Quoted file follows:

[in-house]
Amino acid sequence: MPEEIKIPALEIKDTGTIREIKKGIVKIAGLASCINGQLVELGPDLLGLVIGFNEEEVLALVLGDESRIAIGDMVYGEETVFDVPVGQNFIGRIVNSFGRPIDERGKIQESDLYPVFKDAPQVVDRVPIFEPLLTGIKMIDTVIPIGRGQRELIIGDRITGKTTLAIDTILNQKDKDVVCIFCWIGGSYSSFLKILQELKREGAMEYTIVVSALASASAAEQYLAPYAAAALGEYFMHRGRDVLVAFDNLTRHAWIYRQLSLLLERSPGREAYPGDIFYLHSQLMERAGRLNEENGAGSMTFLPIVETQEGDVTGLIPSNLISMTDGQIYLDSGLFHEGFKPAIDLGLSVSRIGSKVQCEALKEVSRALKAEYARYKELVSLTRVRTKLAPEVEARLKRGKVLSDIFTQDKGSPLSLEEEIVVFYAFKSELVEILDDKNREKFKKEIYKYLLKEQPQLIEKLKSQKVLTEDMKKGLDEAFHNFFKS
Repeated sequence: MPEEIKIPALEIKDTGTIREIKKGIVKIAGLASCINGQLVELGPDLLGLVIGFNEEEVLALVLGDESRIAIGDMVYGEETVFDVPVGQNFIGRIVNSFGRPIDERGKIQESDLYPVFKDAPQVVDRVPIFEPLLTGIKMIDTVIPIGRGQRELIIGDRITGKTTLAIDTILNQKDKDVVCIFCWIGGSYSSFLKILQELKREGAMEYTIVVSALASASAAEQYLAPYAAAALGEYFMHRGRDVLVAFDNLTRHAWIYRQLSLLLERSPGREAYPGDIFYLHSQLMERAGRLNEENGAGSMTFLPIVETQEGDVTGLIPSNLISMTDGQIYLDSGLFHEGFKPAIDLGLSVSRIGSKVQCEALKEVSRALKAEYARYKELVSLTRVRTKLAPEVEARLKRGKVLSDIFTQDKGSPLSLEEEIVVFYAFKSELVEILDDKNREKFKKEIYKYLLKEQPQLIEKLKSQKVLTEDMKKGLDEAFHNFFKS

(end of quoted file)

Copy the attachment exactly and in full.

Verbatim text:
[in-house]
Amino acid sequence: MPEEIKIPALEIKDTGTIREIKKGIVKIAGLASCINGQLVELGPDLLGLVIGFNEEEVLALVLGDESRIAIGDMVYGEETVFDVPVGQNFIGRIVNSFGRPIDERGKIQESDLYPVFKDAPQVVDRVPIFEPLLTGIKMIDTVIPIGRGQRELIIGDRITGKTTLAIDTILNQKDKDVVCIFCWIGGSYSSFLKILQELKREGAMEYTIVVSALASASAAEQYLAPYAAAALGEYFMHRGRDVLVAFDNLTRHAWIYRQLSLLLERSPGREAYPGDIFYLHSQLMERAGRLNEENGAGSMTFLPIVETQEGDVTGLIPSNLISMTDGQIYLDSGLFHEGFKPAIDLGLSVSRIGSKVQCEALKEVSRALKAEYARYKELVSLTRVRTKLAPEVEARLKRGKVLSDIFTQDKGSPLSLEEEIVVFYAFKSELVEILDDKNREKFKKEIYKYLLKEQPQLIEKLKSQKVLTEDMKKGLDEAFHNFFKS
Repeated sequence: MPEEIKIPALEIKDTGTIREIKKGIVKIAGLASCINGQLVELGPDLLGLVIGFNEEEVLALVLGDESRIAIGDMVYGEETVFDVPVGQNFIGRIVNSFGRPIDERGKIQESDLYPVFKDAPQVVDRVPIFEPLLTGIKMIDTVIPIGRGQRELIIGDRITGKTTLAIDTILNQKDKDVVCIFCWIGGSYSSFLKILQELKREGAMEYTIVVSALASASAAEQYLAPYAAAALGEYFMHRGRDVLVAFDNLTRHAWIYRQLSLLLERSPGREAYPGDIFYLHSQLMERAGRLNEENGAGSMTFLPIVETQEGDVTGLIPSNLISMTDGQIYLDSGLFHEGFKPAIDLGLSVSRIGSKVQCEALKEVSRALKAEYARYKELVSLTRVRTKLAPEVEARLKRGKVLSDIFTQDKGSPLSLEEEIVVFYAFKSELVEILDDKNREKFKKEIYKYLLKEQPQLIEKLKSQKVLTEDMKKGLDEAFHNFFKS